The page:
Information Seeking Behaviour Patterns of Family Farmers and House-hold Food Security in Kisoga B Village, Ntenjeru Sub county in Mukono district, Uganda

Eric Nelson Haumba, Sarah Kaddu


The paper examines how information seeking behaviour impacts on household food security of family farmers in Kisoga B village found in Mukono District in Uganda. Data were collected from 25 family farmers who were purposively selected from a total sample population of 178 residents in Kisoga B village. The study employed focus group discussions and unstructured interview method to gather quantitative data, which was analysed using descriptive statistics and thematic analysis respectively. Findings revealed that the major farming occupations practised by farmers in Kisoga B include: animal keeping, courtyard gardening and keeping of local fowls. Animals kept included cows, pigs, goats, sheep and rabbits. The study indicated that farmers need information on weather patterns, good agricultural practices, agricultural seeds and market information and farming technologies. Farmers confirmed that they get information from fellow farmers, neighbours, close friends who are not necessarily neighbours, burial places, over the radios/ televisions while others get information from marketplaces as they go vending. Findings also reveal that information sought by farmers enables them to do timely planting, access improved seeds for planting, improve on land management, pest and diseases control and management, improved storage of seeds and other produce, improve on food processing methods, identify current prices for farm inputs among other needs. The study concludes that information is a key resource for all agricultural activities regardless of their locations, social, economic and cultural status.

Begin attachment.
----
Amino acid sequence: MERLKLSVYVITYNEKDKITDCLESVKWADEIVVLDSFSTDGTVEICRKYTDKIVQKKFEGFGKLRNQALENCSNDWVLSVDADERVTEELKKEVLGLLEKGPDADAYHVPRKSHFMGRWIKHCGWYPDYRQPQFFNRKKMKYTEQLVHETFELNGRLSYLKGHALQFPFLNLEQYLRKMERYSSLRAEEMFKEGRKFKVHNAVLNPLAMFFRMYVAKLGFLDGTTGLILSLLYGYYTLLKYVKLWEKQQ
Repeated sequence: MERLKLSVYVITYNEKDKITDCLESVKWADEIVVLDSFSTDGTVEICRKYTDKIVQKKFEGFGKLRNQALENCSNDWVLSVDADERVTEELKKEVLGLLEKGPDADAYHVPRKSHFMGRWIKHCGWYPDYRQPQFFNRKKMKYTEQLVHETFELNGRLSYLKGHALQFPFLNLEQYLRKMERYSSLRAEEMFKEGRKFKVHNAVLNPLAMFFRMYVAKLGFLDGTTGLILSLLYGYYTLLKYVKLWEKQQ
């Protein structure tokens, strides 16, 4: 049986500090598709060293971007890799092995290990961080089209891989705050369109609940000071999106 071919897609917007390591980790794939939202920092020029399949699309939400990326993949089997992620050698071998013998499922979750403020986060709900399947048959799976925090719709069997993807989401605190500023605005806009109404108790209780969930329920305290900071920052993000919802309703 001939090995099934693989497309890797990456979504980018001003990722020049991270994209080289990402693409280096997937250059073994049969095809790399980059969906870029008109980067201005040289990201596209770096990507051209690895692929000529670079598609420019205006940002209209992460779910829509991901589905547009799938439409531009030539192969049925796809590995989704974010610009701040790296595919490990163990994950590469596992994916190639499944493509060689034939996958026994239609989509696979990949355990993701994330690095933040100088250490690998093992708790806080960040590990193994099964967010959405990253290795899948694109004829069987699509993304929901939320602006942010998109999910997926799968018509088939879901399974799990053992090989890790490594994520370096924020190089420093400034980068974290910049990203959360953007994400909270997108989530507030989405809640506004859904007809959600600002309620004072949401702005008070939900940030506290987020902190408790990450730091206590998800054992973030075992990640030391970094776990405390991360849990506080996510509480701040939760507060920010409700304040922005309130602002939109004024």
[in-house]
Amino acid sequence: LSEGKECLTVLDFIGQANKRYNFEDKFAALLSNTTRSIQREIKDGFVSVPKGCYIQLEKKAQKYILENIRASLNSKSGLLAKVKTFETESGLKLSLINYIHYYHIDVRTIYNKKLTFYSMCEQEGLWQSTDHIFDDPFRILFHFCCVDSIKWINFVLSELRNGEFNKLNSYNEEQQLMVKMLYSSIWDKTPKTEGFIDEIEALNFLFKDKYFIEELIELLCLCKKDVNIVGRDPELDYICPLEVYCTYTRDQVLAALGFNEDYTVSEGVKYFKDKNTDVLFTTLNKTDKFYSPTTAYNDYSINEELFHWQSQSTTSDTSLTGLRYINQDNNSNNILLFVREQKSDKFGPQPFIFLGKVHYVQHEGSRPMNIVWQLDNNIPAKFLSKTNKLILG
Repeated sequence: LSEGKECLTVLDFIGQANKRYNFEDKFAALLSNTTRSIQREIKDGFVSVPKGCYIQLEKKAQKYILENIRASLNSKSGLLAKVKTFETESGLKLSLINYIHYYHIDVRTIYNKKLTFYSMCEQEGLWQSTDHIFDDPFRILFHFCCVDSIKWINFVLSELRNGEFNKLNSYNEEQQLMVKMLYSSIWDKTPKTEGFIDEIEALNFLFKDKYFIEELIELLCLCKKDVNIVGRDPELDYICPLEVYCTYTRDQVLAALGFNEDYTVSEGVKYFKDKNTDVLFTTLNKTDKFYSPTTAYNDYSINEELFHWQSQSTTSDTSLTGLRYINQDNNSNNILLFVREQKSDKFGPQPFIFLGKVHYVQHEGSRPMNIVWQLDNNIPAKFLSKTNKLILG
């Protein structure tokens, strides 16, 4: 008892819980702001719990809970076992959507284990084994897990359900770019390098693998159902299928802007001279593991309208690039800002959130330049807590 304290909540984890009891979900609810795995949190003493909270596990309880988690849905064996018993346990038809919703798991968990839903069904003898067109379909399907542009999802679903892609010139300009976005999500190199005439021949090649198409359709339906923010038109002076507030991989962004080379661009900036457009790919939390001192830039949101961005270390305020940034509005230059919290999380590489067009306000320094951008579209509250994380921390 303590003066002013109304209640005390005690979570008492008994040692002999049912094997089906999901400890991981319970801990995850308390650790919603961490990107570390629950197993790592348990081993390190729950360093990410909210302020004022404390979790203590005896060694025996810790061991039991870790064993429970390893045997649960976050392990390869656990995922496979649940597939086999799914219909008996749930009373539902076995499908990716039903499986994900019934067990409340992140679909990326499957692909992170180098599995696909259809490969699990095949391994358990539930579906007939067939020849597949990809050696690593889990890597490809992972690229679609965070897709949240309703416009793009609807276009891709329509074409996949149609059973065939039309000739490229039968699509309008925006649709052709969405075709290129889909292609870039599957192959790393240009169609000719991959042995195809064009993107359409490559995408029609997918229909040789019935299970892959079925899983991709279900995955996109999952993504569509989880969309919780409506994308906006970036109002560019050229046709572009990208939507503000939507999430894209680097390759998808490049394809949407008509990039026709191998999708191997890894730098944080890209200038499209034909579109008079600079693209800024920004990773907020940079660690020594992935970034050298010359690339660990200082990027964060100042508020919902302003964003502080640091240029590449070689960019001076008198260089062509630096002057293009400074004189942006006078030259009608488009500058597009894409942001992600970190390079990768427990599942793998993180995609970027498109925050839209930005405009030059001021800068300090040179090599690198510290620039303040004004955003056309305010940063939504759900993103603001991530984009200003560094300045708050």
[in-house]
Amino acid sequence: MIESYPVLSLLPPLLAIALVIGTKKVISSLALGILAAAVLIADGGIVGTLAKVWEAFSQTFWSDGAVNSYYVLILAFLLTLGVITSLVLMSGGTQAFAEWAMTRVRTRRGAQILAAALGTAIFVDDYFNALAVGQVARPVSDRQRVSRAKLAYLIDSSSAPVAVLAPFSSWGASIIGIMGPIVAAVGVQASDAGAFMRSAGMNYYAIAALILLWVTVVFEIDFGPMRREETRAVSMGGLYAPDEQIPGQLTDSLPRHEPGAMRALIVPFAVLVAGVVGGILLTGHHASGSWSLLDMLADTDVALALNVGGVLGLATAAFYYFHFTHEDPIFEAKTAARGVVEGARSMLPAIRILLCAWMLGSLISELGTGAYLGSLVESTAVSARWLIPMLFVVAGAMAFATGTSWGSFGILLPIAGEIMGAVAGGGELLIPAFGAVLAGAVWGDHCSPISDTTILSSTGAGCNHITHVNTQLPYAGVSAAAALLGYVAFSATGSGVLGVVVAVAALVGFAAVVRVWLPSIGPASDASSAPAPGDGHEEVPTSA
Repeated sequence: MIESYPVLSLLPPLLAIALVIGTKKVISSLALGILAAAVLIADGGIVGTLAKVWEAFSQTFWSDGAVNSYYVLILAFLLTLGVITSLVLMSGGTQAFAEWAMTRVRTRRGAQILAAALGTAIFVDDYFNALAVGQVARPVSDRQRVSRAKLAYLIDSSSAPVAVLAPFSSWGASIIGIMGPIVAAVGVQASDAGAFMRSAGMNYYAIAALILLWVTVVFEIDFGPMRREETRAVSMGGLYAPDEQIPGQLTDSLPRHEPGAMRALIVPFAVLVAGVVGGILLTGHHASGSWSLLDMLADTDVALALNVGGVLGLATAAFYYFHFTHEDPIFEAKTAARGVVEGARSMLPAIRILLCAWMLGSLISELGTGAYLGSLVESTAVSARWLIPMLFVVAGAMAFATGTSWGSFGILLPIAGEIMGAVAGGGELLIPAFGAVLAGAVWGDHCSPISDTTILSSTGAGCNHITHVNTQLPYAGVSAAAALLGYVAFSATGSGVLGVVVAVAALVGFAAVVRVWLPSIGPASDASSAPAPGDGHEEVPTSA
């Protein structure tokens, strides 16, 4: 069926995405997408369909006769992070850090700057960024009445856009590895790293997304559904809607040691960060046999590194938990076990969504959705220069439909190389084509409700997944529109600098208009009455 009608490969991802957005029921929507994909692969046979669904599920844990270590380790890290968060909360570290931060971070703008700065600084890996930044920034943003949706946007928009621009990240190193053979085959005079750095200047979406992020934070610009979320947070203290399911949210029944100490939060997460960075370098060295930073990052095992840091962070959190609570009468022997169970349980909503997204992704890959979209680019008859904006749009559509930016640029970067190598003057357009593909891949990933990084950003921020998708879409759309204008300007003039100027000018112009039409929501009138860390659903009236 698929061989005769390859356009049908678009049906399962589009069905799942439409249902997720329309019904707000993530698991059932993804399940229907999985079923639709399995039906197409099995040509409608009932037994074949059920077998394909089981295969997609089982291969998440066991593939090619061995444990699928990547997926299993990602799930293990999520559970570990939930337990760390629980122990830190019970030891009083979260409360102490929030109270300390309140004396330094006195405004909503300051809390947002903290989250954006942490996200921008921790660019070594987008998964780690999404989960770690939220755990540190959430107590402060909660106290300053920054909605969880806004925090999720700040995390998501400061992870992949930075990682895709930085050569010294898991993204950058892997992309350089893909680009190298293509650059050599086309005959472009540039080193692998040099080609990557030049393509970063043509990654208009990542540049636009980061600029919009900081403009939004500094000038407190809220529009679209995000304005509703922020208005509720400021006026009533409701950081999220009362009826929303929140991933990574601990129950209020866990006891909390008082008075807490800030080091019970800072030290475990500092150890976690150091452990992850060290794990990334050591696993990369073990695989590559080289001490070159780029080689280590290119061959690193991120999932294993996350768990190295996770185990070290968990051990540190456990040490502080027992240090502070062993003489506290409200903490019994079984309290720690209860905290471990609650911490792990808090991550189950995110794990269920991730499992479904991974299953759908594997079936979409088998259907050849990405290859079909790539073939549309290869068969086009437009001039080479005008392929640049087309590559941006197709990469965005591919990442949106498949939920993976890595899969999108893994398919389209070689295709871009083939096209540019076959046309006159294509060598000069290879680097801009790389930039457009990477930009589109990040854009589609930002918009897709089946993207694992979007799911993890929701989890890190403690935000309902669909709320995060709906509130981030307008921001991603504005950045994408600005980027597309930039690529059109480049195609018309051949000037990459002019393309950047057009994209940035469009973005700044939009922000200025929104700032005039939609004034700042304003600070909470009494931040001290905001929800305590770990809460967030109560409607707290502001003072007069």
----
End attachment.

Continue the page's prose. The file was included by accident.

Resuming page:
Information; seeking behaviour; family farmers; food security; Uganda

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